Interview: Performer, Writer, Director, Thaddeus Phillips

Thaddeus Phillips celebrates the magic of theater with his one-man show “17 Border Crossings,” which he recently performed at the Broad Stage in Santa Monica. Phillips invited the audience to witness international border crossings, as he conjured up exotic, odd, and even mundane characters right before our eyes.

Thaddeus Phillips in “17 Border Crossings” – Photo by Johanna Austin

Using the simplest elements, one desk, lights, and audio, we were transported to a new world that some have never experienced. “17 Border Crossings” is directed by Tatiana Mallarino, who also happens to be his wife. The team has been collaborating since 2005. The first staged version of “17 Border Crossings” premiered in 2015 during the inaugural season at the FringeArts in Philadelphia.  As the show is performed at various venues across the globe, it has morphed into its best self. Mallarino traveled to NYC to direct the ‘Off-Broadway’ version in 2019 which was performed in January 2020 at the Broad Stage in Santa Monica.

Find out more about this talented performer/director/writer below.

Q: Has “17 Border Crossings” changed since it opened in 2015?
A: The show has certain sections that can get re-written and changed – but basically the work has only gotten more refined and simple – many of the lights from the 2015 version have been cut and we have found much better way to stage scenes simply from the fact of learning about the mechanics of the work, metaphorically and literally, while touring.

Thaddeus Phillips in “17 Border Crossings”; Photo by Randall Ortega Chavez

Q: Can you give me an example of how it has changed?
A: In 2019, this past spring, we presented the show at New York Theatre Workshop – where we were able to create new lighting effects and some audio tricks that are now new to the show – thus the ‘Off-Broadway’ version is what we are performing now.

Q: I’ve read that the show was inspired by your own creation of previous shows…can you tell our readers what initially sparked the idea?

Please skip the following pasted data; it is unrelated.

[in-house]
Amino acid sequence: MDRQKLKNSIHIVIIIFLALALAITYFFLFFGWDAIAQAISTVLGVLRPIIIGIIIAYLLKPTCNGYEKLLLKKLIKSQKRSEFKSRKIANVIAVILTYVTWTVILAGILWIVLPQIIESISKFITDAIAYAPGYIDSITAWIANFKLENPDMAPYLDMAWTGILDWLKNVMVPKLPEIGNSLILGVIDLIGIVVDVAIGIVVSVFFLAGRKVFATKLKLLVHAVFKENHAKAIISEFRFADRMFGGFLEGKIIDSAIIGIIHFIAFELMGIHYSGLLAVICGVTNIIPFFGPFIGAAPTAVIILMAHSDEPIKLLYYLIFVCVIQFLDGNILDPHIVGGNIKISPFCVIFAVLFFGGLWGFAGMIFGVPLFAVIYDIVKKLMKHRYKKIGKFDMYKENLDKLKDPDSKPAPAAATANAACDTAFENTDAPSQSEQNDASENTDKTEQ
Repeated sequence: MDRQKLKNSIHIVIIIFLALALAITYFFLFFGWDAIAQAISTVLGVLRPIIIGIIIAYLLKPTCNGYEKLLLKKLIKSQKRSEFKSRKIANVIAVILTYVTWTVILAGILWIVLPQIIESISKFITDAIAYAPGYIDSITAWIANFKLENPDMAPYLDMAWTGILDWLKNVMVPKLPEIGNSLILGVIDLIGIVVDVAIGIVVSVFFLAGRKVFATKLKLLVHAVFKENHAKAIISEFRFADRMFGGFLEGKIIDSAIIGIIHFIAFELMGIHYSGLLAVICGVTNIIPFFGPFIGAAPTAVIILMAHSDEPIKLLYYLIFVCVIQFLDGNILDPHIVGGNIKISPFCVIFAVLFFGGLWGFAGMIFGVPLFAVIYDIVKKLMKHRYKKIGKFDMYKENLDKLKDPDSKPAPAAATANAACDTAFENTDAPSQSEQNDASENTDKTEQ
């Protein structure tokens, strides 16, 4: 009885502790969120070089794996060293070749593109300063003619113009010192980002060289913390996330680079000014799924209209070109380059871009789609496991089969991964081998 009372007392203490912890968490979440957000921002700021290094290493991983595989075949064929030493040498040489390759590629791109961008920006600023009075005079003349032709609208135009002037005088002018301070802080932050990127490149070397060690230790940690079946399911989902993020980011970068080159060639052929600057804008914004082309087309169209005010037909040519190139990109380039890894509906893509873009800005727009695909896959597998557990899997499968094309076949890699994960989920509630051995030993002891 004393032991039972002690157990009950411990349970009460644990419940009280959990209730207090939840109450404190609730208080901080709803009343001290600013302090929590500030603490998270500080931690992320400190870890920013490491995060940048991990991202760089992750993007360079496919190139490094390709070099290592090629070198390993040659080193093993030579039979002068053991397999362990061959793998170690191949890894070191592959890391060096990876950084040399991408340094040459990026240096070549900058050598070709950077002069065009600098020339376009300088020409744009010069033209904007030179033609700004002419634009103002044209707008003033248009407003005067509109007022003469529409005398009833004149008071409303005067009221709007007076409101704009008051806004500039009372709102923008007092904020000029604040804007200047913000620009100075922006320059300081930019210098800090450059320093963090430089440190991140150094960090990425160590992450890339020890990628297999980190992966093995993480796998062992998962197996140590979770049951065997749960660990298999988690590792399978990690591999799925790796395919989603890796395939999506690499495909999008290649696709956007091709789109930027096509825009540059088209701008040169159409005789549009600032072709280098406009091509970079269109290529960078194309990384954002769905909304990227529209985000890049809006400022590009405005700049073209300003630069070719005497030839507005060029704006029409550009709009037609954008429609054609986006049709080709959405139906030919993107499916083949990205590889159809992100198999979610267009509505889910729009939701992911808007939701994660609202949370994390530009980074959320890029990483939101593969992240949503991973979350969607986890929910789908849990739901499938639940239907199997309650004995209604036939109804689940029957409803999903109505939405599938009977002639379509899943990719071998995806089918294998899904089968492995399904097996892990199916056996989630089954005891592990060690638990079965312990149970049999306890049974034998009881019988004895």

A: Yes, I created shows based on research in Bosnia, Cuba, and Morocco, and also have toured a lot. In creating this work – the spark was to make something about ‘travel’ and experiencing a new culture, and in working in it, we discovered the idea of crossing borders and then I mined many border crossing stories and we used that as the theme. Since some of these travels involved the making of other shows – “Lost Soles,” “The Earth’s Sharp Edge” – characters and scenes from those shows reappear in “17 BORDER CROSSINGS” – the US and Cuba customs agents from those works reappear in 17, but you would only know that if you saw the other two.

On the way to a Maloca (communal dwelling) in the Amazon; photo courtesy of Thaddeus Phillips; This is one of the last crossings on the border between Colombia, Brazil and Peru; 

Q: How has travel affected you personally?
A: I am from Denver. I first left the USA when I was 19 to Europe and just loved traveling more than anything. I would save every penny to go anywhere – very often in wild conditions due to the low budget I managed to scrape up. I then began to make all my theater involve travel, in some form or another. As a result I see the world as a whole – one place – and find the idea of nations silly. I feel more like a human animal on this planet in space rather than ‘an American’ a silly word if you think about it. It’s a bastardization of the person who make a map of this area of land mass – and we add all these meaning to these invented words – when the reality is we are just human animals on this rock in space.

Q: And professionally?
A: Professionally, I have followed the path of making work to tour and been unbelievably fortunate to have been invited to perform in many countries –  thus making my job essentially only that – so the mix of travel and theater has had a huge impact on me in all aspects.

Q: Do you have time to visit historic sites, or art installations while on the road, if so, which ones have most affected you.
A: The Amazon

A Maloca (communal dwelling) in the Amazon; photo courtesy of Thaddeus Phillips

Q: Do you update the show to include the current political climate?
A: Yes, but only in small details as the show is not a political one – nor didactic – but rather attempts to look at crossing borders from a comic, tragic and ultimately human perspective.

Q: What part of the show do you get the biggest reaction to?
A: Usually the French border crossing involving rubber gloves

Q: Does it vary from city to city…or country to country?
A: ABSOLUTELY – certain parts have the exact opposite meaning depending on where we performing it – which is great to see how different we can see things and that shifting perspective leads to much understanding. 

For more info about Thaddeus Phillips, visit his website –

To find out more about the performances at the Broad Stage, visit the website –

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